Mary C. Earle has offered retreats and classes on the Celtic Christian tradition for more than 20 years in seminary, conference and national settings.
In this collection of passages from a variety of sources, she explains and notes some of the themes in the writings of these avid believers: the gift of seeing God as present in everyday activities such as tending to the fire in one's home, taking care while doing chores, and being sure to glorify God at the beginning and at the end of the day.
Here is an example: "In the morning light, O God, may I glimpse again your image deep within me, the threads of eternal glory woven into the fabric of every man and woman" (from John Philip Newell, 21st-century Celtic practitioner).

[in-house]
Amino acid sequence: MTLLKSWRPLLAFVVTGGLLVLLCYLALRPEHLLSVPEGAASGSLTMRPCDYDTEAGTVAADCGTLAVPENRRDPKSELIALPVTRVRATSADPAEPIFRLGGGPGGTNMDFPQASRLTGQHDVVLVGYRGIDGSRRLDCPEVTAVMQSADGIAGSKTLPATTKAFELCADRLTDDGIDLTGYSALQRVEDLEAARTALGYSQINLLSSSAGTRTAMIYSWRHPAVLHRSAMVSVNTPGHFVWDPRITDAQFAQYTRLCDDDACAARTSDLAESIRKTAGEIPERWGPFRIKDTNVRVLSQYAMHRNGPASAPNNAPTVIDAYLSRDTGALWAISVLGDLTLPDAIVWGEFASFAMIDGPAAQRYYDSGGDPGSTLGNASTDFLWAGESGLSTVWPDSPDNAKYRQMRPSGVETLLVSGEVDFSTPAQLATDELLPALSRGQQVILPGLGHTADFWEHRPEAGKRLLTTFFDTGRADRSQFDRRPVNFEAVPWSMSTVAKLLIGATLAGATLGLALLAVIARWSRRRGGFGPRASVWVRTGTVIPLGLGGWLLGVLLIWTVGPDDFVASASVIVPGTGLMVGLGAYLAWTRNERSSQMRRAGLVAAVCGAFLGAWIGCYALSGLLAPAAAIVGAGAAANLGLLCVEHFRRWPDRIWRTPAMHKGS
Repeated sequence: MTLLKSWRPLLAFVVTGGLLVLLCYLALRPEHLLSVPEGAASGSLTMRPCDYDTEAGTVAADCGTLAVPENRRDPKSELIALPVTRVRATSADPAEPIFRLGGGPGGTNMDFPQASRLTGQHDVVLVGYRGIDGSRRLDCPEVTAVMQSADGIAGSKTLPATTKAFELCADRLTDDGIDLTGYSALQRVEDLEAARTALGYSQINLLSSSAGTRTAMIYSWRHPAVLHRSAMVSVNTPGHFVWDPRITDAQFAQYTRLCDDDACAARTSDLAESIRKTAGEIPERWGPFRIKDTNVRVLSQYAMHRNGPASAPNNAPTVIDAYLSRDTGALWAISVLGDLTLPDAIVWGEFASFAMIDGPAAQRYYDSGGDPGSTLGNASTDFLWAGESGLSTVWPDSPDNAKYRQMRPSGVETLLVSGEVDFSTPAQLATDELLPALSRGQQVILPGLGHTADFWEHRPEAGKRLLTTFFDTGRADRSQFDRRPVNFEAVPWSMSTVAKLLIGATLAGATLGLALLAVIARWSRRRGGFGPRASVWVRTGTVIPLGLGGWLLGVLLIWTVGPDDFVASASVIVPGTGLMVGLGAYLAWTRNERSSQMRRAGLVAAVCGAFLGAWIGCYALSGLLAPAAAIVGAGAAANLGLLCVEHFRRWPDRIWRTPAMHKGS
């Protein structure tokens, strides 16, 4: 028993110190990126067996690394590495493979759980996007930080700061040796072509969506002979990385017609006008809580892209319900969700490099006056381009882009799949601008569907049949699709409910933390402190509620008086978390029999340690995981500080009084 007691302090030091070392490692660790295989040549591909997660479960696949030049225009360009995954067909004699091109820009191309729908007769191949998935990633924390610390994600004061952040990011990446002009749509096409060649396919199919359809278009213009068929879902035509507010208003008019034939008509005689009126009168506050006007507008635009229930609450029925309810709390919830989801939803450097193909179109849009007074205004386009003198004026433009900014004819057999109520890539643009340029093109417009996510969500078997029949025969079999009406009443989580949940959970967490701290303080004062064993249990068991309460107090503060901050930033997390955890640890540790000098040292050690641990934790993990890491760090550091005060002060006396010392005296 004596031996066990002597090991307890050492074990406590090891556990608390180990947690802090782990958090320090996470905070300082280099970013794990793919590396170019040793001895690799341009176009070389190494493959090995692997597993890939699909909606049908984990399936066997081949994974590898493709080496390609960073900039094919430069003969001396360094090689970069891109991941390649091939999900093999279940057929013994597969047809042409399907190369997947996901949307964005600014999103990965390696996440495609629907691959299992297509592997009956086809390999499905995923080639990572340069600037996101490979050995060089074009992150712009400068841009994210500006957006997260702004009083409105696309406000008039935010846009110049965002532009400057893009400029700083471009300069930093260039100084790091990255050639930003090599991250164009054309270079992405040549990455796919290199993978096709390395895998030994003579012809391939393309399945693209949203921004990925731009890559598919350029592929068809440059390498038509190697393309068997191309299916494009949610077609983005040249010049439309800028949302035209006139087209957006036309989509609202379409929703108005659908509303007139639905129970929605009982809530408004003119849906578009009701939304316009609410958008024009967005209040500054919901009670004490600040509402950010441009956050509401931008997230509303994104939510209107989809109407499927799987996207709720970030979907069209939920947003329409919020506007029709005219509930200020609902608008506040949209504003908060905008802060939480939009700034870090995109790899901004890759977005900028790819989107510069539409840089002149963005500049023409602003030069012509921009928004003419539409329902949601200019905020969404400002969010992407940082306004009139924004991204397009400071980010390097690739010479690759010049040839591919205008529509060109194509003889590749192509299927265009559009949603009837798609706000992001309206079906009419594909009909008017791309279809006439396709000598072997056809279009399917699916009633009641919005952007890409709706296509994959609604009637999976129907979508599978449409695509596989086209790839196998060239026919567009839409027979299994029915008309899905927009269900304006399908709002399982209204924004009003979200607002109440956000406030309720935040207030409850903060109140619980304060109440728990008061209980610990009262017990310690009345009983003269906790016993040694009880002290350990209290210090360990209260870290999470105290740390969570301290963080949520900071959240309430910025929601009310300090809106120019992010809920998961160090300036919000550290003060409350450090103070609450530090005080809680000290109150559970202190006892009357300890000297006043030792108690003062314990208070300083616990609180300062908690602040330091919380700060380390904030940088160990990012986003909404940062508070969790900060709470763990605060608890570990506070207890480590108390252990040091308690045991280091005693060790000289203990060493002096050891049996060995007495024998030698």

Another practice of these early Christians was to lavish attention and care on the natural world. And the third duty of a Celtic Christian was to walk the talk of love, faith and hope.
There are many selections from the "Carmina Gadelica," a six-volume collection of poems, hymns and songs compiled by Andrew Carmichael around the end of the 19th century. Here's to you, dear reader: "God's blessing be yours/and well may it befall you" (SkyLight Paths).
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